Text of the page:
First, notice how both diagrams are symmetrical. What happens on top (that part of the economy that is in surplus) precisely mirrors what happens in the bottom (that part of the economy that is in deficit). This is called an “accounting identity.”

As in any ledger sheet, credits and debits have to match. The easiest way to understand this is to imagine there are just two actors, government, and the private sector. If the government borrows £100, and spends it, then the government has a debt of £100. But by spending, it has injected £100 more pounds into the private economy. In other words, -£100 for the government, +£100 for everyone else in the diagram. 

Similarly, if the government taxes someone for £100 , then the government is £100 richer but there’s £100 subtracted from the private economy (+£100 for government, -£100 for everybody else on the diagram).

So what implications does this kind of bookkeeping have for the overall economy? It means that if the government goes into surplus, then everyone else has to go into debt.

We tend to think of money as if it is a bunch of poker chips already lying around, but that’s not how it really works. Money has to be created. And money is created when banks make loans. Either the government borrows money and injects it into the economy, or private citizens borrow money from banks. Those banks don’t take the money from people’s savings or anywhere else, they just make it up. Anyone can write an IOU. But only banks are allowed to issue IOUs that the government will accept in payment for taxes. (In other words, there actually is a magic money tree. But only banks are allowed to use it.)

There are other factors. The UK has a huge trade deficit (blue), and that means the government (yellow) also has to run a deficit (print money, or more accurately, get banks to do it) to inject into the economy to pay for all those Chinese trainers, American iPads, and German cars. The total amount of money can also fluctuate. But the real point here is, the less the government is in debt, the more everyone else must be. Austerity measures will necessarily lead to rising levels of private debt. And this is exactly what has happened.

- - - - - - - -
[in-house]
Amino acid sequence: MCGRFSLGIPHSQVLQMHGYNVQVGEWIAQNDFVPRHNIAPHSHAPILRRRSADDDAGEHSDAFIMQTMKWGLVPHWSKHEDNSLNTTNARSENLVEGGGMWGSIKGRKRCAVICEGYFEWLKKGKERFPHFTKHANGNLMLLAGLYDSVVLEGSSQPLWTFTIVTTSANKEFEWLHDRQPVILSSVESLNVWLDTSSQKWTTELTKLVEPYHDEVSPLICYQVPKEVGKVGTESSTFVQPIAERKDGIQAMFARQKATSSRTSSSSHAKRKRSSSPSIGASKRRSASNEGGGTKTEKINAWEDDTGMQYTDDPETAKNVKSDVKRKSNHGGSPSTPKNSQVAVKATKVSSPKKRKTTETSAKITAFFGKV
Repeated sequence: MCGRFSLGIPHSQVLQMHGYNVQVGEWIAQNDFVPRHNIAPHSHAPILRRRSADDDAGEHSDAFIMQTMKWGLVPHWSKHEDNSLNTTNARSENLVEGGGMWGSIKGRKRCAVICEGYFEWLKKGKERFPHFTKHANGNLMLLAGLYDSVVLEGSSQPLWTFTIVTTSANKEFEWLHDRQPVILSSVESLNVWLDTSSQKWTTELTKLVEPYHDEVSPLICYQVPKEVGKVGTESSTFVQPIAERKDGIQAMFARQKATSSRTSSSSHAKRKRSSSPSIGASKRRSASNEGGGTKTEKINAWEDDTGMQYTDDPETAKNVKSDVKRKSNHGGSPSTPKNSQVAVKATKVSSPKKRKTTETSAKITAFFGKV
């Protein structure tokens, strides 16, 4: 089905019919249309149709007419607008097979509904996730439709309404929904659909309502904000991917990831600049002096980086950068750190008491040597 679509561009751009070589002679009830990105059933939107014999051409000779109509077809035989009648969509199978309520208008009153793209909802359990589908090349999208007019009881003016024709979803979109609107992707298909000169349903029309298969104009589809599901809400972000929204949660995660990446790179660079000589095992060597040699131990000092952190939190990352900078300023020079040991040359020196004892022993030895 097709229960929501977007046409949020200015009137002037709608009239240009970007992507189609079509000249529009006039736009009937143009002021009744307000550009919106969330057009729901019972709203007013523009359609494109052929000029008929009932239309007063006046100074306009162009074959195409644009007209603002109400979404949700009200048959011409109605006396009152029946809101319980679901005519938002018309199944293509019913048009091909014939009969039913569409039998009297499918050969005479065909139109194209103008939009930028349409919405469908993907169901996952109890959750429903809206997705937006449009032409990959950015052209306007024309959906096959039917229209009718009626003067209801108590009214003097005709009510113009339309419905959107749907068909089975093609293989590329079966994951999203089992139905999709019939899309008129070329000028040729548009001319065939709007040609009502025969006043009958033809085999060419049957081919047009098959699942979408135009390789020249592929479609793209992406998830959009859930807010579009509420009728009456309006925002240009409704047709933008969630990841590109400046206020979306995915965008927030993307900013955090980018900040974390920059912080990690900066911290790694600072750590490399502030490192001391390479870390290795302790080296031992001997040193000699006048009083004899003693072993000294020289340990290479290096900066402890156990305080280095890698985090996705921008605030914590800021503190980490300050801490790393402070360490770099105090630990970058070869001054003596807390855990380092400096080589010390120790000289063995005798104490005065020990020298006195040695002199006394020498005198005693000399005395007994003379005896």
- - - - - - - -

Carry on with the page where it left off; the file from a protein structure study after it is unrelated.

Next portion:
Now, if this seems to have very little to do with the way politicians talk about such matters, there's a simple reason: most politicians don’t actually know any of this. A recent survey showed 90 per cent of MPs don't even understand where money comes from (they think it's issued by the Royal Mint). In reality, debt is money. If no one owed anyone anything at all there would be no money and the economy would grind to a halt.

But of course debt has to be owed to someone. These charts show who owes what to whom.

The crisis in private debt

Bearing all this in mind, let's look at those diagrams again - keeping our eye particularly on the dark blue that represents household debt. In the first, 2015 version, the OBR duly noted that there was a substantial build-up of household debt in the years leading up to the crash of 2008. This is significant because it was the first time in British history that total household debts were higher than total household savings, and therefore the household sector itself was in deficit territory. (Corporations, at the same time, were raking in enormous profits.) But it also predicted this wouldn't happen again.

True, the OBR observed, austerity and the reduction of government deficits meant private debt levels would have to go up. However, the OBR economists insisted this wouldn't be a problem because the burden would fall not on households but on corporations. Business-friendly Tory policies would, they insisted, inspire a boom in corporate expansion, which would mean frenzied corporate borrowing (that huge red bulge below the line in the first diagram, which was supposed to eventually replace government deficits entirely). Ordinary households would have little or nothing to worry about.

This was total fantasy. No such frenzied boom took place.